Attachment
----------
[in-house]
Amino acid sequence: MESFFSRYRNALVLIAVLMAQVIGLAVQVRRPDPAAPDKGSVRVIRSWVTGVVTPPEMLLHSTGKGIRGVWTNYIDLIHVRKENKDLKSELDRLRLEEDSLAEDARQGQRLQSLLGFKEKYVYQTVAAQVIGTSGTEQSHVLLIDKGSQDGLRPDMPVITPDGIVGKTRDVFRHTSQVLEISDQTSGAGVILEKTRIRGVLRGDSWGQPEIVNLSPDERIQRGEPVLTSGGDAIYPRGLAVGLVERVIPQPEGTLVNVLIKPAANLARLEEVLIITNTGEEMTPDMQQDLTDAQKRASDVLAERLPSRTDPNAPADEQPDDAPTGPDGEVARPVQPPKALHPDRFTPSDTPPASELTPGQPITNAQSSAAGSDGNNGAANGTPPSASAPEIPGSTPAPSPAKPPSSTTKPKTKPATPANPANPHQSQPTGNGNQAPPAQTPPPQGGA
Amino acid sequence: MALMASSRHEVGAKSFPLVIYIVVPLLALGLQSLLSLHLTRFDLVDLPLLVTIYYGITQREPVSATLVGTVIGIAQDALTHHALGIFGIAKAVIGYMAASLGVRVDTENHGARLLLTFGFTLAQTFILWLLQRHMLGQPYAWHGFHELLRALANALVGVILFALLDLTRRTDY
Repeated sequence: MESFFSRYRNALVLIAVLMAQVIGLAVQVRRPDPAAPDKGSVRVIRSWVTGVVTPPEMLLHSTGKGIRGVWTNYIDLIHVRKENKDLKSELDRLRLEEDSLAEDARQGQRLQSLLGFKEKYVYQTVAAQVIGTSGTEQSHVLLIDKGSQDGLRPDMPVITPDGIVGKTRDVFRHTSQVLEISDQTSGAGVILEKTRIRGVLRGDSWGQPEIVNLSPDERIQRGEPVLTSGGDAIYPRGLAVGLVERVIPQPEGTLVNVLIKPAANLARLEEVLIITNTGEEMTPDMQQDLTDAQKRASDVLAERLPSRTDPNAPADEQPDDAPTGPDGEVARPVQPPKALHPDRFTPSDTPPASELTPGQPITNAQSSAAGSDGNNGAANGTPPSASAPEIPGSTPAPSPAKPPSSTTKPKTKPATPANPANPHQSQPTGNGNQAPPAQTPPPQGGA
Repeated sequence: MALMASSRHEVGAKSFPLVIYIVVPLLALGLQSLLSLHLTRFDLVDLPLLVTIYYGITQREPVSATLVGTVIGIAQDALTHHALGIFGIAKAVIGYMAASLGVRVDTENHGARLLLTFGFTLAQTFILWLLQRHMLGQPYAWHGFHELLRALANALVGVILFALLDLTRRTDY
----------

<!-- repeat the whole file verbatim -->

[in-house]
Amino acid sequence: MESFFSRYRNALVLIAVLMAQVIGLAVQVRRPDPAAPDKGSVRVIRSWVTGVVTPPEMLLHSTGKGIRGVWTNYIDLIHVRKENKDLKSELDRLRLEEDSLAEDARQGQRLQSLLGFKEKYVYQTVAAQVIGTSGTEQSHVLLIDKGSQDGLRPDMPVITPDGIVGKTRDVFRHTSQVLEISDQTSGAGVILEKTRIRGVLRGDSWGQPEIVNLSPDERIQRGEPVLTSGGDAIYPRGLAVGLVERVIPQPEGTLVNVLIKPAANLARLEEVLIITNTGEEMTPDMQQDLTDAQKRASDVLAERLPSRTDPNAPADEQPDDAPTGPDGEVARPVQPPKALHPDRFTPSDTPPASELTPGQPITNAQSSAAGSDGNNGAANGTPPSASAPEIPGSTPAPSPAKPPSSTTKPKTKPATPANPANPHQSQPTGNGNQAPPAQTPPPQGGA
Amino acid sequence: MALMASSRHEVGAKSFPLVIYIVVPLLALGLQSLLSLHLTRFDLVDLPLLVTIYYGITQREPVSATLVGTVIGIAQDALTHHALGIFGIAKAVIGYMAASLGVRVDTENHGARLLLTFGFTLAQTFILWLLQRHMLGQPYAWHGFHELLRALANALVGVILFALLDLTRRTDY
Repeated sequence: MESFFSRYRNALVLIAVLMAQVIGLAVQVRRPDPAAPDKGSVRVIRSWVTGVVTPPEMLLHSTGKGIRGVWTNYIDLIHVRKENKDLKSELDRLRLEEDSLAEDARQGQRLQSLLGFKEKYVYQTVAAQVIGTSGTEQSHVLLIDKGSQDGLRPDMPVITPDGIVGKTRDVFRHTSQVLEISDQTSGAGVILEKTRIRGVLRGDSWGQPEIVNLSPDERIQRGEPVLTSGGDAIYPRGLAVGLVERVIPQPEGTLVNVLIKPAANLARLEEVLIITNTGEEMTPDMQQDLTDAQKRASDVLAERLPSRTDPNAPADEQPDDAPTGPDGEVARPVQPPKALHPDRFTPSDTPPASELTPGQPITNAQSSAAGSDGNNGAANGTPPSASAPEIPGSTPAPSPAKPPSSTTKPKTKPATPANPANPHQSQPTGNGNQAPPAQTPPPQGGA
Repeated sequence: MALMASSRHEVGAKSFPLVIYIVVPLLALGLQSLLSLHLTRFDLVDLPLLVTIYYGITQREPVSATLVGTVIGIAQDALTHHALGIFGIAKAVIGYMAASLGVRVDTENHGARLLLTFGFTLAQTFILWLLQRHMLGQPYAWHGFHELLRALANALVGVILFALLDLTRRTDY